Updated: Jun 12, 2022
At the beginning of 2021, Ireland's leader issued an apology to women who endured the humiliation, emotional and psychological abuse inflicted by state and church-run mother-and-baby Homes during the last half of the 20th Century. In November, National Adoption Awareness Month in the United States, the Irish government went a step further and promised financial reparations to these mothers.
The issue was first explored in the film, The Magdalene Sisters, and gained increased international attention when the movie Philomena,
starring Dame Judy Dench in the title role of Philomena Lee, who was forced to surrender her son, received international acclaim and twenty-two awards. Lee has been a tireless advocate, raising awareness and even receiving an audience with Pope Francis in 2014.
Actor Liam Neesen has recently announced plans to produce a major film about the Tuam mother and baby home, where some 800 infants and children died and were discovered to have buried in what euphemistically have been called unmarked graves, but were in fact sewer pits.
Government officials in Australia and Canada, along with the United Church of Canada, have made similar gestures in recent years, acknowledging coercive relinquishment practices and resultant trauma and loss inflicted upon mostly unwed mothers who were declared unfit and separated from their babies.
Some have sought to minimize similar damaging practices in the US during the last half of the 20th century, a period dubbed the "Baby Scoop Era" when shame and secrecy, rather than truth and transparency, dominated - and in many states still dominate - adoption policy. But books like Anne Fessler's The Girls Who Went Away and subsequent documentary A Girl Like Her, along with The Baby Thief by Barbara Bisantz Raymond chronicle the traumatic experiences endured by American unwed mothers.
Denver became a destination for pregnant girls and women, attracting unwed mothers from the Midwest and Rocky Mountain region sent away by their families, who often explained to neighbors that "Susie" had gone to visit an aunt or study in another city for a few months. Organizations like Florence Crittenton Services and Booth Memorial (shown in photo below), The Salvation Army, Catholic Charities and Fairhaven (whose tag line was "Better Girls, Better Babies, Better Homes") housed thousands of expectant mothers over a period of decades, sometimes requiring that they use fictitious names and censored their mail.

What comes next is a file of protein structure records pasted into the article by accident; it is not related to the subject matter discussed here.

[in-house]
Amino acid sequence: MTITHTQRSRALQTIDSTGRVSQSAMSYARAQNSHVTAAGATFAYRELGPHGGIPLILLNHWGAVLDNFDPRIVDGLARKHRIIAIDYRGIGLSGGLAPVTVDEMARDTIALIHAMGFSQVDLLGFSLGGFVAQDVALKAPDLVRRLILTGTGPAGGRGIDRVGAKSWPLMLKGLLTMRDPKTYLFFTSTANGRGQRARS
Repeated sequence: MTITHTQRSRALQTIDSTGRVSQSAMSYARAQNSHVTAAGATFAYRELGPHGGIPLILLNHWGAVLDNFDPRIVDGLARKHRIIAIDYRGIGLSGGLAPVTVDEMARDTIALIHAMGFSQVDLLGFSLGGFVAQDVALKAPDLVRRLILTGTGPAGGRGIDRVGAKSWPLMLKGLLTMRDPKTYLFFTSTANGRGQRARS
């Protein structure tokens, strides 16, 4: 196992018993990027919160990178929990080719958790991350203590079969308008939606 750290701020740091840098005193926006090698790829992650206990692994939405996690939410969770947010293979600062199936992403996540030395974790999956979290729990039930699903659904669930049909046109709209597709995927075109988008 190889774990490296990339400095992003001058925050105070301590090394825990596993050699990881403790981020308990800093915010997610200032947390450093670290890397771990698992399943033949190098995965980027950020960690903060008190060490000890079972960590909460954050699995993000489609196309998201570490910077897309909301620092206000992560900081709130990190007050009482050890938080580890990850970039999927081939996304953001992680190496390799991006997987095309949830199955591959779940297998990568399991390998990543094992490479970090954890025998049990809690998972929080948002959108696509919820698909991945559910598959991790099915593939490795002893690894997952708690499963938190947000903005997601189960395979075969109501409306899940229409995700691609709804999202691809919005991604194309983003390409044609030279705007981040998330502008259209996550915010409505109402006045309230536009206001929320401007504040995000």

Some mothers who surrendered their parental rights, often under duress, report more compassionate treatment that others, but leaving their babies to be placed with strangers was excruciating, with long-term emotional impact. Several mothers have told me that they were threatened with jail time by a prominent Denver Juvenile Court Judge if they ever sought to find their child.
A small group of Colorado birth-first mothers did receive an apology from the State Senator Mike Johnston in a 2014 committee hearing, after they testified in favor of a bill that would codify their right to receive copies of documents they signed during the relinquishment process. The committee was stunned to learn that many women had - and still have - no legal representation during the process and received no copies of records they signed. The emotion in the room after Sen. Johnston's apology was palpable, and mother in attendance a
told me, after the bill moved unanimously out of committee, that is was a powerful, healing experience.
It was a meaningful start, but due to its small scale, it was not enough. If Australia's Prime Minister can issue a formal apology in a press conference, and the nation can dedicate a park and erect a sculpture in honor of its mothers who lost children to adoption against their will; and if Canadian officials can acknowledge similar wrongs, along with injustices that essentially amounted to state kidnapping of children from indigenous tribes, which some have described as cultural genocide; and if Ireland can offer an apology and financial reparations to generations of mothers, then each US state - and the nation as a whole - would do well to pay close attention and follow the examples set by other nations.
Time for healing is running short, as many of these women are nearing, or have already reached, the end of their lives. Which state will have the courage to step up and lead the nation in this important, long overdue gesture of atonement and reconciliation?